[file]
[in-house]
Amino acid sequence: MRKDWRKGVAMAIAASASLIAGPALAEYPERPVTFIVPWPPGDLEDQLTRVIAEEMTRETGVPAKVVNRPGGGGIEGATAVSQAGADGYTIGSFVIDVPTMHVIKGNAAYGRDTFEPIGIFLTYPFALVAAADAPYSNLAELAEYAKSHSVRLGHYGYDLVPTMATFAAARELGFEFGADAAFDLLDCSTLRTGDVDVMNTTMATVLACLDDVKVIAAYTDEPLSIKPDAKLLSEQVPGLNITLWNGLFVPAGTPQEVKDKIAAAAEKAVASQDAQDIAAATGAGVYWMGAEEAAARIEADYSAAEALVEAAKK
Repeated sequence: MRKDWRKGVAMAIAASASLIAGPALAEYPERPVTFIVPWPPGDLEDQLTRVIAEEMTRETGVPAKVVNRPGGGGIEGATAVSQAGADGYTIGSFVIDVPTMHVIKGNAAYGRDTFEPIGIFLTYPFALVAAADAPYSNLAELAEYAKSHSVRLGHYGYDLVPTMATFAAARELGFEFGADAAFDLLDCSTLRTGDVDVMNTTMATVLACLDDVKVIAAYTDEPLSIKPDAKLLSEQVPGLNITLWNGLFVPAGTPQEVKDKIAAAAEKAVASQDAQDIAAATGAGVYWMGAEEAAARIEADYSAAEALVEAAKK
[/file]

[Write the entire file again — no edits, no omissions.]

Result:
[in-house]
Amino acid sequence: MRKDWRKGVAMAIAASASLIAGPALAEYPERPVTFIVPWPPGDLEDQLTRVIAEEMTRETGVPAKVVNRPGGGGIEGATAVSQAGADGYTIGSFVIDVPTMHVIKGNAAYGRDTFEPIGIFLTYPFALVAAADAPYSNLAELAEYAKSHSVRLGHYGYDLVPTMATFAAARELGFEFGADAAFDLLDCSTLRTGDVDVMNTTMATVLACLDDVKVIAAYTDEPLSIKPDAKLLSEQVPGLNITLWNGLFVPAGTPQEVKDKIAAAAEKAVASQDAQDIAAATGAGVYWMGAEEAAARIEADYSAAEALVEAAKK
Repeated sequence: MRKDWRKGVAMAIAASASLIAGPALAEYPERPVTFIVPWPPGDLEDQLTRVIAEEMTRETGVPAKVVNRPGGGGIEGATAVSQAGADGYTIGSFVIDVPTMHVIKGNAAYGRDTFEPIGIFLTYPFALVAAADAPYSNLAELAEYAKSHSVRLGHYGYDLVPTMATFAAARELGFEFGADAAFDLLDCSTLRTGDVDVMNTTMATVLACLDDVKVIAAYTDEPLSIKPDAKLLSEQVPGLNITLWNGLFVPAGTPQEVKDKIAAAAEKAVASQDAQDIAAATGAGVYWMGAEEAAARIEADYSAAEALVEAAKK